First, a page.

Why are the New York maintenance (alimony) and child support guidelines of the State of New York a divorce mediator’s best friend?

The New York State legislature created the maintenance and child support guidelines in order to make the amounts of support more uniform throughout New York State. This is a very good thing for a divorcing couple, their children, and society.

Many of my divorce lawyer colleagues are critical of these support guidelines. At a cocktail party they might tell me that such guidelines result in simple minded calculations that are unjust or unfair to one or both parties. The real reason they are so critical is that the guidelines help reduce divorce litigation and attorneys’ fees.

Another very good thing about the support guidelines is that in order to make a binding maintenance and child support agreement in New York, the guidelines calculations must be set forth in the agreement. Then the parties agree to either follow the guidelines calculations, or deviate from them, and if so, state the reasons for such deviation. This makes the divorcing couple think twice about agreeing to such a deviation.

My goal as a New York divorce mediator or collaborative divorce lawyer is to help the divorcing couple make a fair and equitable settlement, in which their reasonable needs and those of their children are satisfied.

In my experience the support guidelines are a good starting point in negotiating support. The guidelines nudge the couple towards a fair and equitable settlement with respect to maintenance and child support.

So, when one of my divorce lawyer colleagues at the cocktail party attacks the guidelines for generating an unfair result, all I tell them is that if that is truly the case, then make a settlement that deviates from the guidelines and state the reasons why. It is well settled law in New York that – if the facts and circumstances in a case are such that application of the support guidelines would be unjust or inappropriate – then the Court has the power to deviate from such calculations, and the divorcing couple has the power to make an agreement to so deviate from the calculations.

In the context of a divorce mediation, sometimes it is apparent when gathering the relevant financial information that the couple is living way above their means. If this is the case, the support guidelines calculations may be such that when the parties’ income and current living expenses are considered, one or both spouses may end up running in the red. If such is the case, it may be necessary for them to sell the marital home and downsize, so that they can pay their expenses when their income and the support provisions are considered.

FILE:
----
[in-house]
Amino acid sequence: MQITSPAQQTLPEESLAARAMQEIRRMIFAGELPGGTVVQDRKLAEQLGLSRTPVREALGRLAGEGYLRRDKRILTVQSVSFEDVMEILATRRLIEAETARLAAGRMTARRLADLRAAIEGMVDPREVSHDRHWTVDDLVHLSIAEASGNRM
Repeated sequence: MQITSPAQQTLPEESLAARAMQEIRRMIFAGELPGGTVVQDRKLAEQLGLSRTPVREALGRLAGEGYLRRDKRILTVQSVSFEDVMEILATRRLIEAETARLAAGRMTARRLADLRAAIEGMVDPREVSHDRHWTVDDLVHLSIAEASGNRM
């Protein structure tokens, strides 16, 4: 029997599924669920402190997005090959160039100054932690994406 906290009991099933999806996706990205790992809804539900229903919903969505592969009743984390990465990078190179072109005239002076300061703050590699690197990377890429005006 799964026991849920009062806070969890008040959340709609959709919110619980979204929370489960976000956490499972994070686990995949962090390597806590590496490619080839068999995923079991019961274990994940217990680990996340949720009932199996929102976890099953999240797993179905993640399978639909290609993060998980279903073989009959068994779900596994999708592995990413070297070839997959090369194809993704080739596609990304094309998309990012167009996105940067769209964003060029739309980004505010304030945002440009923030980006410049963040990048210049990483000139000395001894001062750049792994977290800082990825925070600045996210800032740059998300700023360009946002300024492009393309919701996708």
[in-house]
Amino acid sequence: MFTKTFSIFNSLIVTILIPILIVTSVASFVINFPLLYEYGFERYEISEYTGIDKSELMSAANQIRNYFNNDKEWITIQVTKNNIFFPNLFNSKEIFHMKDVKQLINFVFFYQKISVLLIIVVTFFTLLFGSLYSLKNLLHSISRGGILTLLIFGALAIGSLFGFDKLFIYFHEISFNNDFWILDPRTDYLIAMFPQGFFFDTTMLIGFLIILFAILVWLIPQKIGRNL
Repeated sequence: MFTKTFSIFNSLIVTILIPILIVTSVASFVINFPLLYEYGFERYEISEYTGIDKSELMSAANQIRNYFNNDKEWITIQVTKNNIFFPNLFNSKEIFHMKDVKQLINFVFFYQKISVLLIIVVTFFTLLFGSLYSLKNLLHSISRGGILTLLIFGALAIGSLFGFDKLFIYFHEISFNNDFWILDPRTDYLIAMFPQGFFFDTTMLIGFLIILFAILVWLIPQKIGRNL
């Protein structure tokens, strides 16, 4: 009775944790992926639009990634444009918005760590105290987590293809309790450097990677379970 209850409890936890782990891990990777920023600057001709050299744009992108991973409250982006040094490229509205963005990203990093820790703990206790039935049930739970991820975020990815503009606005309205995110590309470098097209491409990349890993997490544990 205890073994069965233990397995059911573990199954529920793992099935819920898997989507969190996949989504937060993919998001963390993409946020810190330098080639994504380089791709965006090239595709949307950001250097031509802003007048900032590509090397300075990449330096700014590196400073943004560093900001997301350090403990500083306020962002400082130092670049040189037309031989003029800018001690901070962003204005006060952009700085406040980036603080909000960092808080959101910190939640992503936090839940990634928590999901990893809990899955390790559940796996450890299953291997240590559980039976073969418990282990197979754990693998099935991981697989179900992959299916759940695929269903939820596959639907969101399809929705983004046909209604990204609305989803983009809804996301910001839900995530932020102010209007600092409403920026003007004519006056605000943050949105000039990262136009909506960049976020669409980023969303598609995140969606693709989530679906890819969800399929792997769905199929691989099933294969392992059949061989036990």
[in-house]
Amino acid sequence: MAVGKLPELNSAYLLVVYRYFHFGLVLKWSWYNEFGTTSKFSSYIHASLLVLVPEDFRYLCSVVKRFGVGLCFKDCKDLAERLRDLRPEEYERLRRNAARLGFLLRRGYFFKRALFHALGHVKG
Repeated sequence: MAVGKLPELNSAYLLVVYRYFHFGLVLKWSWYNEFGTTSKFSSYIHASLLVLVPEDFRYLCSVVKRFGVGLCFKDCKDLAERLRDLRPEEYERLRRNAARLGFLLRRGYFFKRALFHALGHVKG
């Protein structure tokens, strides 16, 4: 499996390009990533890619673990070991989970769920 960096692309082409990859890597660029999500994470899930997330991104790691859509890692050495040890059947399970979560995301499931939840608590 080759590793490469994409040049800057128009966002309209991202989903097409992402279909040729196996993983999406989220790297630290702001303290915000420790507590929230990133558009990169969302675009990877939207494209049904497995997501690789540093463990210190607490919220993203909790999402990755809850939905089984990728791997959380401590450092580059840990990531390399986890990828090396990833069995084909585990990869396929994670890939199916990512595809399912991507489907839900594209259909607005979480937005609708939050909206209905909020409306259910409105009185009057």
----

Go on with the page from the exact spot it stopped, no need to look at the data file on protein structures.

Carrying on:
Another reason the New York support guidelines may not work for the divorcing couple is if one or both spouses has non-recurrent income. For instance, let’s say the husband received a relocation bonus from his company that was reported on his previous year’s tax return. Since that is a one-time bonus, which he is very unlikely to receive again in the foreseeable future, that relocation bonus income should be excluded when applying the support guidelines.

Another reason to deviate from the strict application of the guidelines would be if one or both spouses has a substantial variable bonus. For instance, I once had a case where the husband’s base salary was $600,000, and his variable bonus would range from $200,000 up to $3 million dollars. The best way to resolve that issue would be to apply the support guidelines to the husband’s base salary, and then have him pay supplemental maintenance and/or supplemental child support based on a percentage of his variable bonus if, as and when he receives it in the future.

However, deviation is the exception to the rule. The New York maintenance and child support guidelines help to get divorce cases settled.

© 2018 Arnold D. Cribari